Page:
Let’s say you’ve been slacking a bit in the oral hygiene department and you get a text reminding you of your dental appointment this afternoon. You frantically run to the bathroom and brush and floss and brush again, and you avoid sugar like the plague until it’s time to go. When you're asked all the routine questions about your oral hygiene habits, you smile and nod. But that burning question looms over you the whole time, and you can't help but wonder - can I really fool my dentist?
The Answer: Maybe…
The short answer is that we as dental professionals can't always tell when you're fibbing. Even so, depending on how long you've been neglecting your smile, there are a few telltale signs that your dentist may pick up on. When it comes to brushing and (especially) flossing, your gums can't lie. If you haven't taken the time to clean in between your teeth in a while, your gums will likely bleed when the hygienist gets to this step or when the dentist probes them. They may even become swollen. On top of that, there is also going to be an accumulation of food particles and plaque, which sets and becomes calculus. At this point, your dentist’s tools and expertise are required for removal.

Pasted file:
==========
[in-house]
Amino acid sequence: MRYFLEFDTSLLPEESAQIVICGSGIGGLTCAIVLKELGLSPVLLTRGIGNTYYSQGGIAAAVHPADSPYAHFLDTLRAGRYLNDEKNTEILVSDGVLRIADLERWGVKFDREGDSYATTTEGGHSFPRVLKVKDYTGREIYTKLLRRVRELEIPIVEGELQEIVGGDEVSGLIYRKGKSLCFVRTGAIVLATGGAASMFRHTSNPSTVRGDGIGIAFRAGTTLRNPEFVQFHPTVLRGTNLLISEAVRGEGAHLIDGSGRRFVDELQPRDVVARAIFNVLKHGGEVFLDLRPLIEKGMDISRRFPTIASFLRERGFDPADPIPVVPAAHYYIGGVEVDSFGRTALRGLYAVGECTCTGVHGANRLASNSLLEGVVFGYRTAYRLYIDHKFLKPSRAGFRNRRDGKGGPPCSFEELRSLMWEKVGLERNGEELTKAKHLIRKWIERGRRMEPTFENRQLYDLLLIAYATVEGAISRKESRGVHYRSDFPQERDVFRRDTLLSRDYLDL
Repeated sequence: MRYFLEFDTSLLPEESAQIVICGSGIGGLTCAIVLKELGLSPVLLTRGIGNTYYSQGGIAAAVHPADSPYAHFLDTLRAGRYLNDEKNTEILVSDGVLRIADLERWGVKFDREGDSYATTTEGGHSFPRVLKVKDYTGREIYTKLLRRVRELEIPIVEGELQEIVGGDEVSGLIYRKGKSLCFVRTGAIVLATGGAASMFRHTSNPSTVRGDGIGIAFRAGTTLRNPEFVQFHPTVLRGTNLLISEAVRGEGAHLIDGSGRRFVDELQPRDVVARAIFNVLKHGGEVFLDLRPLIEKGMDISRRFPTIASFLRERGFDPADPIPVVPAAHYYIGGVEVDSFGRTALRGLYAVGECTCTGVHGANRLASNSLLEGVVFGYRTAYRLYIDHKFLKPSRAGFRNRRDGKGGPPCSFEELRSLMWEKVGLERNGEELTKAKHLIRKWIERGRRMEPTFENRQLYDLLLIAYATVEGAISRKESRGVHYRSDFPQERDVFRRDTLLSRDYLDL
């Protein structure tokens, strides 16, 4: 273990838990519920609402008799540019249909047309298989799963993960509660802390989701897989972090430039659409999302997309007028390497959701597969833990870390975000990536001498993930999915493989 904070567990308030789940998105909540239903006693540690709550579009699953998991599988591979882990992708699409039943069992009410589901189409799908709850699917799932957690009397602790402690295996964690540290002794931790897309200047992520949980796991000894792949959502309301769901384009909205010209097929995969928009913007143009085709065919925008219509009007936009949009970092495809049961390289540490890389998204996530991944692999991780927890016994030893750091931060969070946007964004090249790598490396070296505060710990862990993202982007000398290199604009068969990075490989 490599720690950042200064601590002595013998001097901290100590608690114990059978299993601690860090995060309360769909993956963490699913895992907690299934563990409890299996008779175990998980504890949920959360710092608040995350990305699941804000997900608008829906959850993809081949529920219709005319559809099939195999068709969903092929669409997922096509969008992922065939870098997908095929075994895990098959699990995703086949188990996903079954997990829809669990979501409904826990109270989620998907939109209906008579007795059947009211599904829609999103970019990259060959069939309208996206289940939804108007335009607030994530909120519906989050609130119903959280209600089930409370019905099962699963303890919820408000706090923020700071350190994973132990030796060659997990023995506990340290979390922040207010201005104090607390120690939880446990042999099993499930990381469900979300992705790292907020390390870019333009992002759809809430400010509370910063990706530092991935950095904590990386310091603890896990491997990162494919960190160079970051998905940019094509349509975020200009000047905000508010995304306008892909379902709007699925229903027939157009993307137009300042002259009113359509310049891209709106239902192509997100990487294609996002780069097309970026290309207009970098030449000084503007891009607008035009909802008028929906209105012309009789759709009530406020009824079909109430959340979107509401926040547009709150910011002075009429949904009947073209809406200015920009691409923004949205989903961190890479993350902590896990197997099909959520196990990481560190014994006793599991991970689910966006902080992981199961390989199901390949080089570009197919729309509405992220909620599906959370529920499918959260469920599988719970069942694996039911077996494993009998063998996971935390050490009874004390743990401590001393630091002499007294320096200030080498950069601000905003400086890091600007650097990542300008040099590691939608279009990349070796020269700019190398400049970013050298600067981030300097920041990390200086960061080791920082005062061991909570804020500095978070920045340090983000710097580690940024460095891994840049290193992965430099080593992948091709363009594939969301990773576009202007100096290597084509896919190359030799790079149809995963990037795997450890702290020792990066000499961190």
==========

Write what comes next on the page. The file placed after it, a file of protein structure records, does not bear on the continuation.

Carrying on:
...But Here’s Why You Shouldn't Try It
You may think that the effects of poor oral health decisions are limited to bad breath, but that is unfortunately not the case. Gingivitis can creep in and become advanced periodontal disease before you know it, and from there the consequences can be as serious as tooth decay and bone loss. Periodontitis has also been connected to diabetes among other serious medical conditions. And yes - these are extreme cases, but they show how important those two-minute brushing and flossing sessions are in the long run. Skipping out on them will eventually catch up with you, and then more people than just your dentist may take notice!
And Really, We’re Just Glad You’re Here!
Remember, we may only see you two times out of the year. During those appointments we’ll do everything we can to get your dental health on track. It’s what you do with those other 363 days that matter the most. Prevention is key, and if you are honest about your oral hygiene, we can do our part in providing the best treatment and education to set you up for a lifetime of good oral health.
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